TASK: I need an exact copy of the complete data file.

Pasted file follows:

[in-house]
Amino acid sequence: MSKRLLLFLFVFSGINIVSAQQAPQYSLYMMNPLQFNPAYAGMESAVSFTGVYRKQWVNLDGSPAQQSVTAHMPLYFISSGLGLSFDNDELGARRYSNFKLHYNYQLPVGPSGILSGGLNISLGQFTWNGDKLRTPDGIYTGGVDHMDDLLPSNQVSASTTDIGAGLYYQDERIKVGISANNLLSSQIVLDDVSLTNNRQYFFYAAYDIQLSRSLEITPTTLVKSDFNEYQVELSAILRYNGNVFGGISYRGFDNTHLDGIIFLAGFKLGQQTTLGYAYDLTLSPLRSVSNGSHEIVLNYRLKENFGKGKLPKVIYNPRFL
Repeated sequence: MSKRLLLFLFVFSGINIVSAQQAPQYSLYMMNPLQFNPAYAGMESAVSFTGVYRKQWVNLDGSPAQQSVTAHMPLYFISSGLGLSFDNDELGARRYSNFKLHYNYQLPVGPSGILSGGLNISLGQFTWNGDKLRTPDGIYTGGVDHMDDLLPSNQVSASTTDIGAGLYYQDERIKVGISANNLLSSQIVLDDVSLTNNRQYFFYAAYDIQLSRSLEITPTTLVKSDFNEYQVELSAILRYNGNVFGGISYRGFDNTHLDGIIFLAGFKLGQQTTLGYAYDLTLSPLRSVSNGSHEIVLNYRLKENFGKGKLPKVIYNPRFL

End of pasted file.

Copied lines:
[in-house]
Amino acid sequence: MSKRLLLFLFVFSGINIVSAQQAPQYSLYMMNPLQFNPAYAGMESAVSFTGVYRKQWVNLDGSPAQQSVTAHMPLYFISSGLGLSFDNDELGARRYSNFKLHYNYQLPVGPSGILSGGLNISLGQFTWNGDKLRTPDGIYTGGVDHMDDLLPSNQVSASTTDIGAGLYYQDERIKVGISANNLLSSQIVLDDVSLTNNRQYFFYAAYDIQLSRSLEITPTTLVKSDFNEYQVELSAILRYNGNVFGGISYRGFDNTHLDGIIFLAGFKLGQQTTLGYAYDLTLSPLRSVSNGSHEIVLNYRLKENFGKGKLPKVIYNPRFL
Repeated sequence: MSKRLLLFLFVFSGINIVSAQQAPQYSLYMMNPLQFNPAYAGMESAVSFTGVYRKQWVNLDGSPAQQSVTAHMPLYFISSGLGLSFDNDELGARRYSNFKLHYNYQLPVGPSGILSGGLNISLGQFTWNGDKLRTPDGIYTGGVDHMDDLLPSNQVSASTTDIGAGLYYQDERIKVGISANNLLSSQIVLDDVSLTNNRQYFFYAAYDIQLSRSLEITPTTLVKSDFNEYQVELSAILRYNGNVFGGISYRGFDNTHLDGIIFLAGFKLGQQTTLGYAYDLTLSPLRSVSNGSHEIVLNYRLKENFGKGKLPKVIYNPRFL